Prof. Ken Suslick, inventor of the bacteria-detecting artificial nose (Photo: L. Brian Stauffer)
The tested bacteria, as identified by the color changes that they produce in the array (Image: K.S. Suslick)
A chemist has developed an 'artificial nose' system, that can identify infectious bacteria based on the airborne chemicals that they produce (Photo: K.S. Suslick)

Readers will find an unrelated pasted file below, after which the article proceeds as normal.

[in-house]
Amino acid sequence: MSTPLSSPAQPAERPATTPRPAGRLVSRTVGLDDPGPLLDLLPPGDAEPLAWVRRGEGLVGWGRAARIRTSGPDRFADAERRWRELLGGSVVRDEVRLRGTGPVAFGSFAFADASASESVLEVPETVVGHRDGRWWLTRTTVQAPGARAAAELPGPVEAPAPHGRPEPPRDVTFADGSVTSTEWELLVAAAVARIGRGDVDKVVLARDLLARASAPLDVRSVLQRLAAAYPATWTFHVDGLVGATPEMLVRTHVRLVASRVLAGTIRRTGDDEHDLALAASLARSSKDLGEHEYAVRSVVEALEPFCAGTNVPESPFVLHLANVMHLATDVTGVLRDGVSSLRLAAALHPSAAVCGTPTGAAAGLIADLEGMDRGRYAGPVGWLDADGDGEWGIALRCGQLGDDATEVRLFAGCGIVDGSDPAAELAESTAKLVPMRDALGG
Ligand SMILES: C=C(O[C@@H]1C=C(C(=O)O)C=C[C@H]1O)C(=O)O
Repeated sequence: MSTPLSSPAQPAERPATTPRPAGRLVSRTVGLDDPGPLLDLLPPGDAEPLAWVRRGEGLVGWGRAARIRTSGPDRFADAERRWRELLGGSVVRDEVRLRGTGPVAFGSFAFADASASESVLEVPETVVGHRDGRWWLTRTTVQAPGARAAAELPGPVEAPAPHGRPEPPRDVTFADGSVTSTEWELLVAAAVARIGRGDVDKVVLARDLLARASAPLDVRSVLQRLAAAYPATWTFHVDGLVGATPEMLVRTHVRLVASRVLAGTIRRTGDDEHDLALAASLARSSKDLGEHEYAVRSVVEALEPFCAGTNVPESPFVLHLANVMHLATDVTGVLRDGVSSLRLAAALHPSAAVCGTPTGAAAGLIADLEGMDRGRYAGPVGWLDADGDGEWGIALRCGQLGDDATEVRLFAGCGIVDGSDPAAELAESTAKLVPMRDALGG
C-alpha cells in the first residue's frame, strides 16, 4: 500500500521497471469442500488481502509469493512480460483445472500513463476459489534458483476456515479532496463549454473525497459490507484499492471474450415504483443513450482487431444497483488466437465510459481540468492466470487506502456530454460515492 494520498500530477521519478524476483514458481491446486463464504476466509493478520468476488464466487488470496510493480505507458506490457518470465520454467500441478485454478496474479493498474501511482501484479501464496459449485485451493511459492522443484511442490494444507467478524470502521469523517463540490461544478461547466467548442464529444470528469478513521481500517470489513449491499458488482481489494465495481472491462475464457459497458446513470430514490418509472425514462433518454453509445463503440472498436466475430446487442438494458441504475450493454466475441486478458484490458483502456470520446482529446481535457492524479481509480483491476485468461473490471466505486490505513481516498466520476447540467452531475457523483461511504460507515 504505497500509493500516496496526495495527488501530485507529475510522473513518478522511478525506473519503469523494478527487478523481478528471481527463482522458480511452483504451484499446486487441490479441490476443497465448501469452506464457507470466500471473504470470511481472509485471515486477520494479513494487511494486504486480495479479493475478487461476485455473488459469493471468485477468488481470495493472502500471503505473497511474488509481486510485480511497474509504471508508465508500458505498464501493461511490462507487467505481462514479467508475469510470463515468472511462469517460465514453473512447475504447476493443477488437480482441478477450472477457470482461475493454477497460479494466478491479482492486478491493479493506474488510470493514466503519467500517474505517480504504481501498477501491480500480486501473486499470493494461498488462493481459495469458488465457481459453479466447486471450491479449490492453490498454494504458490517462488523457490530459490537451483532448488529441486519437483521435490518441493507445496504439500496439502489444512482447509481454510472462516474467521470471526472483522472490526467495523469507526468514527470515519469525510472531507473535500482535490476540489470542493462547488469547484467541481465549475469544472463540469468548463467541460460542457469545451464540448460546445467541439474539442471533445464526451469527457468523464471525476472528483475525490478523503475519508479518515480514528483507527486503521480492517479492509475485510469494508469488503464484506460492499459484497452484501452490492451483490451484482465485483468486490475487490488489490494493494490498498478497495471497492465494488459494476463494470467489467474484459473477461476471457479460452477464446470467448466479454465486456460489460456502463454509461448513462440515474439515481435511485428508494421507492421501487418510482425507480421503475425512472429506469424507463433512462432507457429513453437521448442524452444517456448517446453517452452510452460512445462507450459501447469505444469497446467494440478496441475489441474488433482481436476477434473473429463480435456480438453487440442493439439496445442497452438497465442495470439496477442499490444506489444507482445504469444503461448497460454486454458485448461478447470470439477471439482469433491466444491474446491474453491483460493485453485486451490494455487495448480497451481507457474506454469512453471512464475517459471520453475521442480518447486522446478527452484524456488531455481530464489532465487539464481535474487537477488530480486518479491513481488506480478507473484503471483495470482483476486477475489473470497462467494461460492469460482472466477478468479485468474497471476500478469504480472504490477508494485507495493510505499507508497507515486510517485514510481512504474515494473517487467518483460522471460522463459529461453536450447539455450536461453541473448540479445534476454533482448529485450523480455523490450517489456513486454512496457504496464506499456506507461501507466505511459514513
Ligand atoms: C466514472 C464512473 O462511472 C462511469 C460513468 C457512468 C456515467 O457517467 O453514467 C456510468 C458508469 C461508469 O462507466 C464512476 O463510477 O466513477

Being able to quickly confirm the presence of infectious bacteria in a patient’s bloodstream, and then identifying the specific species and strain, can make the difference between life and death for that patient. While traditional detection and identification methods are fairly accurate, they can also take too long to perform. A chemist from the University of Illinois, however, has developed an inexpensive new system that is much quicker – and it works by sniffing out the harmful bacteria.
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